For years NASCAR teams have clamored for the sanctioning body to loosen the reins on its rules packages in order to encourage more innovation.
In the offseason, NASCAR did just that, and with 10 races remaining until the field is set for the 2014 Chase for the Sprint Cup, there are still many teams having difficulty adjusting to that newfound freedom.
“We all felt like we wanted more options, and then when we get them, we all wish we didn’t have them,” said Jason Ratcliff, crew chief for driver Matt Kenseth.
The changes – including eliminating the pre- and postrace front height rules and inspections – were designed to make the cars more stable and predictable.
But the difference between the changes crew chiefs could make and what drivers felt on the track from last season to this season is night and day.
“When the cars get on the race track, they pretty much all look the same,” Ratcliff said. “But if you look at the cars in the garage, you see a lot of different approaches and a lot of different concepts being tried.
“Everybody is so competitive and they know every little bit they pick up could be what they need on race day – the difference between finishing fifth and winning the race.”
There is no better example of the difference of simply running well and winning than Kenseth and his No. 20 Toyota team at Joe Gibbs Racing.
Entering Saturday night’s Quaker State 400 at Kentucky Speedway (7:30 p.m., TNT), Kenseth is fourth in the series standings with a pole, five top-five and 10 top-10 finishes in 16 races – but no wins.
A year ago, Kenseth left Kentucky with his fourth win of the season but was fifth in the series standings.
Those wins were important last season as Kenseth went down to the wire contending for the series championship with Jimmie Johnson. They would be even more welcome this season, as wins are the de facto method drivers have to qualify for the Chase.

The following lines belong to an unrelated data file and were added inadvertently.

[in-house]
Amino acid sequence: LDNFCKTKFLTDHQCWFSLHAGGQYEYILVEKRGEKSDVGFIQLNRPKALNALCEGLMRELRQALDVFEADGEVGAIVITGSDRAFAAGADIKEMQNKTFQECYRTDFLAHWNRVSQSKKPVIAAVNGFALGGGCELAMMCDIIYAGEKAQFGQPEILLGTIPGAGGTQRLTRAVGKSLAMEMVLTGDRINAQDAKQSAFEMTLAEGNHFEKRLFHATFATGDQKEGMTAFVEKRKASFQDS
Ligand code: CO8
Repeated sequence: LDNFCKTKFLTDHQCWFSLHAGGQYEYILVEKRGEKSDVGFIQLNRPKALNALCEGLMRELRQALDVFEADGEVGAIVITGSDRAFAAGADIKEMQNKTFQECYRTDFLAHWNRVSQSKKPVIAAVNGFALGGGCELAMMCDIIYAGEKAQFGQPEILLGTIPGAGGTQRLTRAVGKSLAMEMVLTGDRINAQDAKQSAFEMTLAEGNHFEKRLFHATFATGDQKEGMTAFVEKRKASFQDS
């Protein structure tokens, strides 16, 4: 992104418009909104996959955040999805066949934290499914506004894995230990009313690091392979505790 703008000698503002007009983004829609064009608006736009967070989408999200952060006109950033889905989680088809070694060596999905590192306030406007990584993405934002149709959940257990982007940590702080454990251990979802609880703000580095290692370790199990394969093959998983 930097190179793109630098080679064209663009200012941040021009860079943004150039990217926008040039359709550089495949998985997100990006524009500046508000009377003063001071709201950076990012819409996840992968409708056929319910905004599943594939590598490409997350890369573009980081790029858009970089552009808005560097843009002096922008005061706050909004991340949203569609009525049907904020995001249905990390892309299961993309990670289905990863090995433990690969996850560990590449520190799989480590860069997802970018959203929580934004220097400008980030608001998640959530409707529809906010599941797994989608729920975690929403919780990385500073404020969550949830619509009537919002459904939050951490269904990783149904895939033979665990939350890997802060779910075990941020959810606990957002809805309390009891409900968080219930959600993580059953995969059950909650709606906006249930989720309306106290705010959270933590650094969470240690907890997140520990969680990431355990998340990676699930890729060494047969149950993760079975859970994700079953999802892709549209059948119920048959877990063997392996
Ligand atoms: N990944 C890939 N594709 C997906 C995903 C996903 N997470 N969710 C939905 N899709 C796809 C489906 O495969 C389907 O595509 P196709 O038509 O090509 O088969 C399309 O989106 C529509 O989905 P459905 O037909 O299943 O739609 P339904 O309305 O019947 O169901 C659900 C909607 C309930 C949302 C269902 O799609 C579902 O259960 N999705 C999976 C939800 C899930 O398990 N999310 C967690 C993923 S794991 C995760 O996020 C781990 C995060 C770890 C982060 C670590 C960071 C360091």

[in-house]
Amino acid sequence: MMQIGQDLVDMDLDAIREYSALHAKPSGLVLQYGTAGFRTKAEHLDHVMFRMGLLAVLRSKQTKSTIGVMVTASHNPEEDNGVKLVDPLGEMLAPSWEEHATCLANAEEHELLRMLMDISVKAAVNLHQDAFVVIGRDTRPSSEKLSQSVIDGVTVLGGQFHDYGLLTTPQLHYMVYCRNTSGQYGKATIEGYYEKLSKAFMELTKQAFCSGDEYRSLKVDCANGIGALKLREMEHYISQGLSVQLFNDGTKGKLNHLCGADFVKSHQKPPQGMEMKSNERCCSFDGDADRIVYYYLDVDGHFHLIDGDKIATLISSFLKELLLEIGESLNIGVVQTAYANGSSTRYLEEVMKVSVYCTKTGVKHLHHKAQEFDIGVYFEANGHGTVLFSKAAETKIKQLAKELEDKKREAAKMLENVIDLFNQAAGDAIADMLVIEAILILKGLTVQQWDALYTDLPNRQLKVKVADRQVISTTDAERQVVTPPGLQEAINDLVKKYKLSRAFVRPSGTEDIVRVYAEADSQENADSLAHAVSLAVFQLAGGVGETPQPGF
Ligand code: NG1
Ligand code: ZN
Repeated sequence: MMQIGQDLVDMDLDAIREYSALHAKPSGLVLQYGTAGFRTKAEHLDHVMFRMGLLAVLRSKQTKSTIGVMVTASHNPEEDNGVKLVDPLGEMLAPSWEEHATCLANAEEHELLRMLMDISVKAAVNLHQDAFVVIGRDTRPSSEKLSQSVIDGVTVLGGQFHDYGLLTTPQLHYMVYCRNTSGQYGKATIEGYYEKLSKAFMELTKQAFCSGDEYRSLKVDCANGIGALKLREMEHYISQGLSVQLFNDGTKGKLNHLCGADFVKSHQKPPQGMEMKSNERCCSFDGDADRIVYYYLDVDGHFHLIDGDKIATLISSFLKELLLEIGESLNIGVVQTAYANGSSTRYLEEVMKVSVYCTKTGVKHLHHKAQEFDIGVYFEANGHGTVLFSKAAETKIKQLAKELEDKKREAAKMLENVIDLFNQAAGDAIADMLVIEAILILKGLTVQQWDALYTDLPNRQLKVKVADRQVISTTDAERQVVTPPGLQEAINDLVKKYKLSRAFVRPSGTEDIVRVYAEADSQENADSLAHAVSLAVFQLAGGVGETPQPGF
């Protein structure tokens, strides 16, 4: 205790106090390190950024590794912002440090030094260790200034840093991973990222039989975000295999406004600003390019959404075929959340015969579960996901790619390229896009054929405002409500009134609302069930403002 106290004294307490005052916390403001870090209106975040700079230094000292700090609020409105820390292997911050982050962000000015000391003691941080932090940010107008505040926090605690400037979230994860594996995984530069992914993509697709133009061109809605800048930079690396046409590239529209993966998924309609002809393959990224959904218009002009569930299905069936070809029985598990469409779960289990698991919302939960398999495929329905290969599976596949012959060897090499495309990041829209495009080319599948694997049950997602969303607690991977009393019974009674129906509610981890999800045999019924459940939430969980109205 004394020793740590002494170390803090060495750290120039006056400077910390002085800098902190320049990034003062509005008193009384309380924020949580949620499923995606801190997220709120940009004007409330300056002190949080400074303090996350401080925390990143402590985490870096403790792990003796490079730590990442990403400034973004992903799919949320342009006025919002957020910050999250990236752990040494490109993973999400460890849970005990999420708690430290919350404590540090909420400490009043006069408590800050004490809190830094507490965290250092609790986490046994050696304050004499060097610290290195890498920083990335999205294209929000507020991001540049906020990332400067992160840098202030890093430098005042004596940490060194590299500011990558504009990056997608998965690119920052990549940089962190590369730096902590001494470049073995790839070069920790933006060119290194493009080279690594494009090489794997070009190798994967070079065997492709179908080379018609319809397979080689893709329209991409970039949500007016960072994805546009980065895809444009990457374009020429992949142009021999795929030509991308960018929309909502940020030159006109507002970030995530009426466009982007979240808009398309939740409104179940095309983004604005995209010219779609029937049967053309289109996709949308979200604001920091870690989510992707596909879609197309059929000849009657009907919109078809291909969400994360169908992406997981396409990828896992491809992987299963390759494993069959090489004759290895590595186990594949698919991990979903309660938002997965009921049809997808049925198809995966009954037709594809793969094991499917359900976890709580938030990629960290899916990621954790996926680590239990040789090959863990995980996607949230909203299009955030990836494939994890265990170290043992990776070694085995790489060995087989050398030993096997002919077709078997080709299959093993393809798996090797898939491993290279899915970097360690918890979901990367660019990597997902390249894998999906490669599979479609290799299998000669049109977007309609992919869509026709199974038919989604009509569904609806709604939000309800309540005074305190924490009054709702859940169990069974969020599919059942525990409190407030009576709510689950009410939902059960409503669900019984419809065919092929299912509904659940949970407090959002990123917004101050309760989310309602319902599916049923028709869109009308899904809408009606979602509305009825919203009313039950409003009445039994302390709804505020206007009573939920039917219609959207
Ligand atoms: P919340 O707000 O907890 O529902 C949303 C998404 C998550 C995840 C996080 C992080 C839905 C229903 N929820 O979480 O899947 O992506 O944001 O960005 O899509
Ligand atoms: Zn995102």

Kenseth insists he feels no sense of urgency in earning the win. If there is urgency, it’s getting the organization as a whole running better and more in line with Hendrick Motorsports and Team Penske, which seem to have adjusted well to the offseason rules changes.
“We’re not running as good as we did last year as a group,” he said. “We’re not leading as many laps, sitting on as many poles, winning as many races. As a group we’re not doing near as much of that or running up front as much as we were last year.
“We’re already working as hard as we can and we’re calling the races the way we need to call them to get ourselves in the best position. We’re just going to keep trying to get our cars faster, keep trying to get in position to win more, and if you can put yourself in that spot enough times, sooner or later you’ll get a win.”
Having more options is a good thing for a crew chief, but Ratcliff said it also can be a challenge, particularly when you are struggling to find the right starting point.
“What the rules have done is open the box to where we can put the car in optimum attitude around the race track, where last year you were somewhat limited. It was more about compromise,” he said.
“This year, you can really pick apart the race track, and in my case, determine what Matt needs and where throughout the race. But you have to be careful, because you can end up down the wrong road very quickly.”
Ratcliff believes much of the advantage Hendrick and Penske have this season comes from the work the organizations do before their respective teams even get to the track.
“The cars are so close, in my opinion, a lot of the difference comes when you open the back door of the hauler and you see how detailed and precise the guys were in the shop,” he said.
“They’ve gotten it as close as they can to get every count of downforce out of the car. As I said, when we get on the race track, we all look very similar. Then it comes down to the best job at building the best race car.
“That’s where the speed’s at.”